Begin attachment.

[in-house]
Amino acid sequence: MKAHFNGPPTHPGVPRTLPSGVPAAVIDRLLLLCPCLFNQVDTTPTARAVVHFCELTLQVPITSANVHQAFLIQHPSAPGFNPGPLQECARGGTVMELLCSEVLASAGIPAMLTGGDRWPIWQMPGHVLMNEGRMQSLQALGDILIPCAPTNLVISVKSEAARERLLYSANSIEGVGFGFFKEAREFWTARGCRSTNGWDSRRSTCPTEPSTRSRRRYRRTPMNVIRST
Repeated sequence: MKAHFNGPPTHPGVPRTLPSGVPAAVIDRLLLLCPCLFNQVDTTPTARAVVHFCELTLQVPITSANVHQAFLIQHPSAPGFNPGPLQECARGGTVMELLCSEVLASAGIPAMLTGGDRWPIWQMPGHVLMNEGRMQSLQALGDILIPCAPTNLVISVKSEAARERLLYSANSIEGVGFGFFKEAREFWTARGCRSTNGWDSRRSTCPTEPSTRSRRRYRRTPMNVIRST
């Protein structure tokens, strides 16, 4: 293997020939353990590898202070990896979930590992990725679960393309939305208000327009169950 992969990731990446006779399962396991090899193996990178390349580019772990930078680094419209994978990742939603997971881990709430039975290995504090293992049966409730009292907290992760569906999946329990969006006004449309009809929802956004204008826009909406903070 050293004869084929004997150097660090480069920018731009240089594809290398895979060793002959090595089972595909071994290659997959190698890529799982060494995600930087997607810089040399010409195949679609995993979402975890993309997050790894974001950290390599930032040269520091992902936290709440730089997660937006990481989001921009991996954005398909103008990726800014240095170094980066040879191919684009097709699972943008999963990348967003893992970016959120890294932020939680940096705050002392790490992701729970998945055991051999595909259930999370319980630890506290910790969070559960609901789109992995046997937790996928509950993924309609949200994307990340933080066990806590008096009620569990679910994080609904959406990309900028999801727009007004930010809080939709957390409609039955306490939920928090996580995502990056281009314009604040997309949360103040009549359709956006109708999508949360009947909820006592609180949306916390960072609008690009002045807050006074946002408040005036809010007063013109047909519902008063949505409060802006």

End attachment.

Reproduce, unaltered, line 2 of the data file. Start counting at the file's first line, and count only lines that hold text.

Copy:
Amino acid sequence: MKAHFNGPPTHPGVPRTLPSGVPAAVIDRLLLLCPCLFNQVDTTPTARAVVHFCELTLQVPITSANVHQAFLIQHPSAPGFNPGPLQECARGGTVMELLCSEVLASAGIPAMLTGGDRWPIWQMPGHVLMNEGRMQSLQALGDILIPCAPTNLVISVKSEAARERLLYSANSIEGVGFGFFKEAREFWTARGCRSTNGWDSRRSTCPTEPSTRSRRRYRRTPMNVIRST